Sunday, July 16, 2017


Inside info:
Ignore it?

OTHER THAN “INSIDER trading” there is nothing illegal about acquiring information about your competitor, be the competitor business or politics.

So what’s the big deal about Trump Junior agreeing to meet with someone who might provide new information about Hillary Clinton?

Certainly there was plenty of anti-Clinton information already out there:

    Her illegal email server on which there were, according to the FBI, many “sensitive” emails

    Her handling of Benghazi where a well-planned “spontaneous” attack on the consulate ended with the death of four Americans — simply because she was too slow to act.

THERE IS A BIG DIFFERENCE between “Russia” — Putin, his followers, or simply Wiki leaks copycats — offering competitive information about a political candidate and the “Russians” trying to tamper with American voting machines — s situation, according to the FBI, that did NOT happen.

Looking g at Clinton — an Obama follower — and Trump — a known hardnosed negotiator — WHY would the Russians want Trump to be president?

Compared to Trump, Clinton is an indecisive pussy cat just like her former boss. SHE never said she wanted to make America great again. Not on her agenda.

Trump, on the other hand, made it clear that he would not let other nations dictate to America; his promise was to “Make America Great Again.”

Industrial espionage is legal as long as there are no B&Es. Paying an insider for information about a developing product is not nice, but neither is it illegal.

In any event, real spies will admit that most of their intelligence gathering is from the media and public records and, not surprisingly, the internet. Not exciting “007” stuff, but the facts of spy life.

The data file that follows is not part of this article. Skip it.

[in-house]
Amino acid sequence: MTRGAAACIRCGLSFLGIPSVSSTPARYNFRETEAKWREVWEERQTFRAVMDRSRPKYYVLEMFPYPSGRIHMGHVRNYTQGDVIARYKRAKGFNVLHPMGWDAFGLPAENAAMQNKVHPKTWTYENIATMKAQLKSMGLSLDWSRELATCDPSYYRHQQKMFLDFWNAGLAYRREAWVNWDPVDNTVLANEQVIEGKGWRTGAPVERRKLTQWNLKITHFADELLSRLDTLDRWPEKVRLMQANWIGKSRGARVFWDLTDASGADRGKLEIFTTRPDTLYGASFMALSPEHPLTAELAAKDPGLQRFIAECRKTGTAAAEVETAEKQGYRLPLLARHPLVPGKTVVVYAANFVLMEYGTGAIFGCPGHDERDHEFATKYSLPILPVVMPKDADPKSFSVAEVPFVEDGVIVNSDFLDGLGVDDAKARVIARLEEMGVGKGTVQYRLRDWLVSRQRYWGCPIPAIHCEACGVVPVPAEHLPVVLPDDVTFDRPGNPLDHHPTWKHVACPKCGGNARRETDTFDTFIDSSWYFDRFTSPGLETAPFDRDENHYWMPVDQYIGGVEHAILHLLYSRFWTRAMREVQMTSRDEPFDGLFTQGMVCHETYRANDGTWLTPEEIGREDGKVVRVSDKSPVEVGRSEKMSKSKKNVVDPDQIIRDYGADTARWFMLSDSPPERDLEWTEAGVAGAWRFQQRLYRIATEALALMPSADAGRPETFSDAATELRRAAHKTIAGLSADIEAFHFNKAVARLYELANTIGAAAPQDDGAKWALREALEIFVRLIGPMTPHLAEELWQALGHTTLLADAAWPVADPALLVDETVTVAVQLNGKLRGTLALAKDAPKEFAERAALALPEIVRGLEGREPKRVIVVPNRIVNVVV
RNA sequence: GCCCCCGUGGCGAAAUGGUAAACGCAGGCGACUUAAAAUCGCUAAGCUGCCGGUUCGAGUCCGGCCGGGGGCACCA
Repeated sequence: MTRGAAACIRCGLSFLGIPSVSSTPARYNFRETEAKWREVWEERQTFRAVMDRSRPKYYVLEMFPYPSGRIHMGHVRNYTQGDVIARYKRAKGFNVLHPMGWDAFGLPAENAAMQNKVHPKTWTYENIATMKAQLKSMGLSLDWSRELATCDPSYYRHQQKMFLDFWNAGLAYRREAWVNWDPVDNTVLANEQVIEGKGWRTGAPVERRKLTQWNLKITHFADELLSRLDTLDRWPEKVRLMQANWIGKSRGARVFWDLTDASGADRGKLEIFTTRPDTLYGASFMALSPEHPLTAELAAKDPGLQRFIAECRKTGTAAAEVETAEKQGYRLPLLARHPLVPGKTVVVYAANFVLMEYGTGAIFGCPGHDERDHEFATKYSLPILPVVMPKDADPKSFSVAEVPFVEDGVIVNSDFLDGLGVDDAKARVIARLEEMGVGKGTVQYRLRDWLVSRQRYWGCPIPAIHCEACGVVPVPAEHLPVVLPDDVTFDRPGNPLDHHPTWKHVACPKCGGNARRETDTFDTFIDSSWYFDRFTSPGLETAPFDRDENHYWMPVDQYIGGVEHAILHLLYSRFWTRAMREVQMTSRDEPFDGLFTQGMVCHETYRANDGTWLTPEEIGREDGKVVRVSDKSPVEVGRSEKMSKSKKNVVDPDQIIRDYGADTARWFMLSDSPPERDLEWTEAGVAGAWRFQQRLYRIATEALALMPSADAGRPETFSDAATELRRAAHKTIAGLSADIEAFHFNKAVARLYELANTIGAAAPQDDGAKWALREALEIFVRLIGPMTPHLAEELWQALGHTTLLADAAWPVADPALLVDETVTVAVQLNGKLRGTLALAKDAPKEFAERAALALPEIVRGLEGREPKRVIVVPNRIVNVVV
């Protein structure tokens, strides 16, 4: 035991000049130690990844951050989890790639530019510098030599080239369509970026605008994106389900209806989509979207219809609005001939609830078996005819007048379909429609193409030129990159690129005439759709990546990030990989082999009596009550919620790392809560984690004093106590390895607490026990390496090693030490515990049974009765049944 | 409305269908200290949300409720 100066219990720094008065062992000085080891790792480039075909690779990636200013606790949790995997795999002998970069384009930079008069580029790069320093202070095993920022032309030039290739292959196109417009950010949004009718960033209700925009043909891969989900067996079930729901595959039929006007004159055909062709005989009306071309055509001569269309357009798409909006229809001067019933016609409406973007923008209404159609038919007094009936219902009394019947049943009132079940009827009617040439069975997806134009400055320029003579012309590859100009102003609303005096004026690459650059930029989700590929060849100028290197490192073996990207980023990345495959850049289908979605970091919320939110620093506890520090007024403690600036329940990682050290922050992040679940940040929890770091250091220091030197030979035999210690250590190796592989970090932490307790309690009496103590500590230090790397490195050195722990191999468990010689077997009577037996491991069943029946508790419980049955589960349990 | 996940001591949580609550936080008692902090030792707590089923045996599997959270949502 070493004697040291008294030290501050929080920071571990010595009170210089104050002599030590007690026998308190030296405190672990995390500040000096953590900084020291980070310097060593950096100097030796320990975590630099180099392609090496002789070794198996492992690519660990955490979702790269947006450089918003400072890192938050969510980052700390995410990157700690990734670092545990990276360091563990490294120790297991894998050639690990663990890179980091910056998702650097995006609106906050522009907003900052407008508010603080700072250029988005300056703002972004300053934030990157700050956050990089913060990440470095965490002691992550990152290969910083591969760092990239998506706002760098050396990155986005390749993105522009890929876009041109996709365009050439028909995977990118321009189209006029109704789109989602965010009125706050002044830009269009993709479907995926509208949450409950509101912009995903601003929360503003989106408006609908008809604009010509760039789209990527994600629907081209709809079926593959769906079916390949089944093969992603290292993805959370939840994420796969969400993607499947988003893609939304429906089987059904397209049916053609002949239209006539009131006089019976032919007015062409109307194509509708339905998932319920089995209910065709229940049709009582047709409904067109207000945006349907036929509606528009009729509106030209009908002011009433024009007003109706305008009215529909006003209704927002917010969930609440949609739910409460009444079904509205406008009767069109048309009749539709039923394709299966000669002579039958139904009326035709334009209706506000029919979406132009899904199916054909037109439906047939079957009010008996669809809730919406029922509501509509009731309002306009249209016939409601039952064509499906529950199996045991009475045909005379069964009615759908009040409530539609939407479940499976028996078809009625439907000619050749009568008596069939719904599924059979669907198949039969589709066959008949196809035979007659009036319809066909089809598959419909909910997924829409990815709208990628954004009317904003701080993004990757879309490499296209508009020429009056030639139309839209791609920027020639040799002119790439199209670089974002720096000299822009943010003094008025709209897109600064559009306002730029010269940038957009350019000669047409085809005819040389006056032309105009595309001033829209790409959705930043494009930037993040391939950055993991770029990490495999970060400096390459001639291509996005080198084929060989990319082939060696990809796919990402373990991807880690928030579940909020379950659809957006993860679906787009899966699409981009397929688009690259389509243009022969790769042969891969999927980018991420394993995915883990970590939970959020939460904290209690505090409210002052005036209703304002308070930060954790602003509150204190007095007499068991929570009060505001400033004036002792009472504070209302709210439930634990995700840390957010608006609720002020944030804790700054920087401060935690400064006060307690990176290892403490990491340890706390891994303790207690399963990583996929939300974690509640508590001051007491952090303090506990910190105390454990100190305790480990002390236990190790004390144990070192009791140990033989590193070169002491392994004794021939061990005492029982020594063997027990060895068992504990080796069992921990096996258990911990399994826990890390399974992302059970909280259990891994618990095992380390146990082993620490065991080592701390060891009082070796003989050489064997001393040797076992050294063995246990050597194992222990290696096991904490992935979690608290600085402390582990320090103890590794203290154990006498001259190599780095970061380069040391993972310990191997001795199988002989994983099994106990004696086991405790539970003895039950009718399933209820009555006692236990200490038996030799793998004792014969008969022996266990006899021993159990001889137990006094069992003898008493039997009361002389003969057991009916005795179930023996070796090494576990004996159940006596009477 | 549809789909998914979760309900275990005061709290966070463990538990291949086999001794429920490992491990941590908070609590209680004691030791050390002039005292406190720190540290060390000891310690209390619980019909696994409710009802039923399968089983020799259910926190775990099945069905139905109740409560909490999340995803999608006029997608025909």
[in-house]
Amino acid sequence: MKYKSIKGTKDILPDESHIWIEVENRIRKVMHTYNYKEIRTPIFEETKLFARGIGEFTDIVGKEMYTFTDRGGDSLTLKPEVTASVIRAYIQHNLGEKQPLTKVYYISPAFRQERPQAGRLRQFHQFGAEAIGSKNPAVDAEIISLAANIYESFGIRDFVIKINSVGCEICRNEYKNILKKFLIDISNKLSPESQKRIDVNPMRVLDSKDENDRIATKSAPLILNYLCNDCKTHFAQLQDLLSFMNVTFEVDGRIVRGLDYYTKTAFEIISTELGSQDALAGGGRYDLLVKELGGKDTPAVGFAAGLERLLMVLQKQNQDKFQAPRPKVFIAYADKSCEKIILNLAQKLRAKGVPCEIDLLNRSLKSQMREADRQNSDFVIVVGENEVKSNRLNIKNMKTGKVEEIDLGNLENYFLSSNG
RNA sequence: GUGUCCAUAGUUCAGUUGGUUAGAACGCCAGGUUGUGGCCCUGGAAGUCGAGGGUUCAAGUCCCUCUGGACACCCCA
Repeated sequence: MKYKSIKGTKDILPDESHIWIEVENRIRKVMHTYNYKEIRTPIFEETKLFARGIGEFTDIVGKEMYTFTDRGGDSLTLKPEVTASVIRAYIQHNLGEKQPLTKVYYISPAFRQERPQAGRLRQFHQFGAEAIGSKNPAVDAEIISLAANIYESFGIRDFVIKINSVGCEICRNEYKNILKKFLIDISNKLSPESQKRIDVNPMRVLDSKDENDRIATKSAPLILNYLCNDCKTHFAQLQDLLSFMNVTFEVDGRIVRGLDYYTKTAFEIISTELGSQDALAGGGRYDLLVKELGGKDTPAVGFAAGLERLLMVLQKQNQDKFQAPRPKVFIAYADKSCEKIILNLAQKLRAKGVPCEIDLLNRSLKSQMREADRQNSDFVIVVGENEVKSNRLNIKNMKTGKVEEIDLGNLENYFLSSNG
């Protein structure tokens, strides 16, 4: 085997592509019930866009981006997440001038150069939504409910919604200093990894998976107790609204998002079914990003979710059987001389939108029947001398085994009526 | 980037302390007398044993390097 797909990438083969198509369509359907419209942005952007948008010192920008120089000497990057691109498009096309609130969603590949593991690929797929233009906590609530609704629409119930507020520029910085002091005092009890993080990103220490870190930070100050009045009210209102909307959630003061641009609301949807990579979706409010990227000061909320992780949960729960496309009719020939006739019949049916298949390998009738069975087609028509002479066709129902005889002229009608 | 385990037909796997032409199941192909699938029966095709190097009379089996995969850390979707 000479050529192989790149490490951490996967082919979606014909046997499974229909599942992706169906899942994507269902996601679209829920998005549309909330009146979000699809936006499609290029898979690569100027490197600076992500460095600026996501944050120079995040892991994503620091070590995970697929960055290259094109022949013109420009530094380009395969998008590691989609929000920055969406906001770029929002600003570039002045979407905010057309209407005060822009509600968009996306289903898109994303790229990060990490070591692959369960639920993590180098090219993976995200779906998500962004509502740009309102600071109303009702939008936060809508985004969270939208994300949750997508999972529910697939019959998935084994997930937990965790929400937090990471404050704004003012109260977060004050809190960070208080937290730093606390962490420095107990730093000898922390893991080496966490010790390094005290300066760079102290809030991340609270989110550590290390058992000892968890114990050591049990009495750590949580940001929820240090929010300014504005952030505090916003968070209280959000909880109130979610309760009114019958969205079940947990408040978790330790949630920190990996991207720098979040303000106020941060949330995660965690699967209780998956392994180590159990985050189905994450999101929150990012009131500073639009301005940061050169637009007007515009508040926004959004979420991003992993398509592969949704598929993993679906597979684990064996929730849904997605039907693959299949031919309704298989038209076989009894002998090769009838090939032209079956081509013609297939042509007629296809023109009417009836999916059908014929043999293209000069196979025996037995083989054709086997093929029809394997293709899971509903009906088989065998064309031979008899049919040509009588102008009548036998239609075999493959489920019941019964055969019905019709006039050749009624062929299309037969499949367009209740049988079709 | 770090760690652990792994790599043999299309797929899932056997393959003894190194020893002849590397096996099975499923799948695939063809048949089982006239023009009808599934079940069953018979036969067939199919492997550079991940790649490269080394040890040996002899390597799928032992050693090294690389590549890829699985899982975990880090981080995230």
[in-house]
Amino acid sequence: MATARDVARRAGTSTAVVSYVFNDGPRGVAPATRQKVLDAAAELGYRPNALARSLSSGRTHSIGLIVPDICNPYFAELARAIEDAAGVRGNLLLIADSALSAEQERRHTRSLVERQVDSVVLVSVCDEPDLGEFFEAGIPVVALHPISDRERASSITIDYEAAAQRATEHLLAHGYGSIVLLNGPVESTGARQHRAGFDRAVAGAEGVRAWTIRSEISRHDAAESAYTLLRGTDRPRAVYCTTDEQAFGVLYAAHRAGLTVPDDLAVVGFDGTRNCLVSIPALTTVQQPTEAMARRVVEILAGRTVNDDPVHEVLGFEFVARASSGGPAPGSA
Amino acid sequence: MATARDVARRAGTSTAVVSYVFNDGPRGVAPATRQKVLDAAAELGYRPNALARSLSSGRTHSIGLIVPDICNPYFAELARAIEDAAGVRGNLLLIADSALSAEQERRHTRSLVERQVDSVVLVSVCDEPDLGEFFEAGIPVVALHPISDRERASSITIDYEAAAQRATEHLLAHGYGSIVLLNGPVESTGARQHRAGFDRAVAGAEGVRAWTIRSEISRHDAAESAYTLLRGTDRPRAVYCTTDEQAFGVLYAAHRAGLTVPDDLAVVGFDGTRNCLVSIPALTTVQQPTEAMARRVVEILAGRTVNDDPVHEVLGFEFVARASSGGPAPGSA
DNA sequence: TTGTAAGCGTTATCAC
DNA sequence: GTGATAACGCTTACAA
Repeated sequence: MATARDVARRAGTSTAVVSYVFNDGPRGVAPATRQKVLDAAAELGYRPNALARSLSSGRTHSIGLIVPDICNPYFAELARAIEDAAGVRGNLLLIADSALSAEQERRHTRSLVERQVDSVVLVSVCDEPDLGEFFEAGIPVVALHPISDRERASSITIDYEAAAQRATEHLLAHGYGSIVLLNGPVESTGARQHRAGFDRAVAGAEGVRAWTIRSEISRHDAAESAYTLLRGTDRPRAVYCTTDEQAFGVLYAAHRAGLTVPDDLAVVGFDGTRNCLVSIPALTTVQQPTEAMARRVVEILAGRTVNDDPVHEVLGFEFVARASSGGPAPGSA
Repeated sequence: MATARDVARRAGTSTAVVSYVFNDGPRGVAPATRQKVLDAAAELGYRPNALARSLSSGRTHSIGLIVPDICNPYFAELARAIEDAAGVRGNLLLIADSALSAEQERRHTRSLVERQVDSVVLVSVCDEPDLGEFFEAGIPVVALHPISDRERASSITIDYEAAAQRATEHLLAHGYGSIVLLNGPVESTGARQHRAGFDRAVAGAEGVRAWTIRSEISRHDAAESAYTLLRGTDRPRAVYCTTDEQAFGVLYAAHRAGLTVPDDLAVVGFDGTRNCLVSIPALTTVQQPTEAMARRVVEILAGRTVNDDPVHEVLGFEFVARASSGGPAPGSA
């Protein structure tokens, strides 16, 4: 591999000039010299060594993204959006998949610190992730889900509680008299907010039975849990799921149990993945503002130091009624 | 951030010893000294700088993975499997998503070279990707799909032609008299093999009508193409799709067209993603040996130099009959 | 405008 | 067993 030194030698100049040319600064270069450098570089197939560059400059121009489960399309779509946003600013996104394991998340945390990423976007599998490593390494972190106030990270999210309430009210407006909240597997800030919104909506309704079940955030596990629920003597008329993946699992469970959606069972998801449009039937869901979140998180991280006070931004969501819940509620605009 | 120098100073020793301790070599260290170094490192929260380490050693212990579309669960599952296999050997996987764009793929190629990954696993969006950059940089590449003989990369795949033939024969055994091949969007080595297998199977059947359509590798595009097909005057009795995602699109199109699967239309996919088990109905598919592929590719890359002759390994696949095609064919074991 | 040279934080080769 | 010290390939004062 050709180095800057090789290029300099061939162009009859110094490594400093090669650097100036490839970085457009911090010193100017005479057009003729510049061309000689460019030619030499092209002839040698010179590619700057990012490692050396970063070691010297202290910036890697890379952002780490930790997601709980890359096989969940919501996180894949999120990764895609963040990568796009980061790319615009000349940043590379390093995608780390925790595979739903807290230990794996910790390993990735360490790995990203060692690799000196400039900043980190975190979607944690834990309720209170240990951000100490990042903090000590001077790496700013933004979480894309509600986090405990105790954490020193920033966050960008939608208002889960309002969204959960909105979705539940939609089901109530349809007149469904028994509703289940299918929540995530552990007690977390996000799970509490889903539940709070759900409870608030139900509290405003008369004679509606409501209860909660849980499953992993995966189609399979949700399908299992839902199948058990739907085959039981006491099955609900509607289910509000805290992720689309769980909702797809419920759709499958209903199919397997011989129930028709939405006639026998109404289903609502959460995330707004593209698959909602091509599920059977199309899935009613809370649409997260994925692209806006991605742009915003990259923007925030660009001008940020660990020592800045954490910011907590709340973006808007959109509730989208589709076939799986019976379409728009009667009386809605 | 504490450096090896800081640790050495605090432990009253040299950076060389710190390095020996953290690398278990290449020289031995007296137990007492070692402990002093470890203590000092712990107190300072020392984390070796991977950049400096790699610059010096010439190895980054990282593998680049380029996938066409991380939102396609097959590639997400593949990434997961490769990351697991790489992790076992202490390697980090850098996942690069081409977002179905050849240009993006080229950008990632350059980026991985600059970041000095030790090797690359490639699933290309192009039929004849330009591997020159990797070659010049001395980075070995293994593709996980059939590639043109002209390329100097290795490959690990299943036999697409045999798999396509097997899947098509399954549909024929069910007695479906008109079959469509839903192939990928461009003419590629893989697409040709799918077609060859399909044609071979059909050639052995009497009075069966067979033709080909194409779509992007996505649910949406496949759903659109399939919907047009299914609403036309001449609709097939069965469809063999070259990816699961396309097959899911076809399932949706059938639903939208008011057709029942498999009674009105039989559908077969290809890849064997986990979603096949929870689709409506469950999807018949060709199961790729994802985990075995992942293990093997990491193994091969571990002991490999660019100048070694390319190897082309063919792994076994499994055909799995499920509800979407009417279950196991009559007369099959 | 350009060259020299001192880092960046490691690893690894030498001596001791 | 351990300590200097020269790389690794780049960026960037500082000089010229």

OK. Trump Junior owned up to meeting with Russian agents who claimed to have more “dirt” on Hillary — not that there wasn’t enough already (ibid.). He would be remiss if he rejected the Russian overture. (There apparently is zero evidence any Trump associate initiated a contact.) True, there had been talks with the Russian ambassador to the U.S. — hardly illegal. Perhaps the Trump people were apprising the ambassador of what to expect in the event The Donald won the election. I’m certain his “Make America Great Again” promise was not well received in the Kremlin.

Of course the United States NEVER would interfere in another county’s politics.

If anyone believes that, there is a bridge in New York for sale; give me a call.

The last time America tried — and failed — to influence an election was when Trump’s predecessor sent U.S. taxpayer dollars to Israel in an attempt to defeat the incumbent prime minister with whom he had an obvious dislike. (The prime minister didn’t like the president, either.) It was money ill-spent; the incumbent PM won handily.

Under Trump’s predecessor, the U.S. was caught bugging the phones of leaders of allied nations. Not the phones of suspected Islamic extremists, but heads of state.

President Trump calls the media attacks a “witch hunt,” and indeed they are. Although Salem MA murdered a number of “witches,” there really were no witches then, so “witch hunt” has to be an empty exercise. No witches then and nothing in Trump’s contacts with the Russians that is illegal.

I once had a brief correspondence with an Iranian. Does that make me an “enemy of the state”? The subject was risk management, not then and not now a controlled subject. I also once was invited to speak on risk management in an African nation not an especial friend of the U.S. I did not accept, but even if I had, no violation of any U.S. laws.

It is a pity that today’s “journalists” don’t know history beyond yesterday’s headlines (never mind the copy beneath the heads) and are too lazy to consult — or, hard to believe — look up Constitutional law before attacking the president.


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PLAGIARISM is the act of appropriating the literary composition of another, or parts or passages of his writings, or the ideas or language of the same, and passing them off as the product of one’s own mind.

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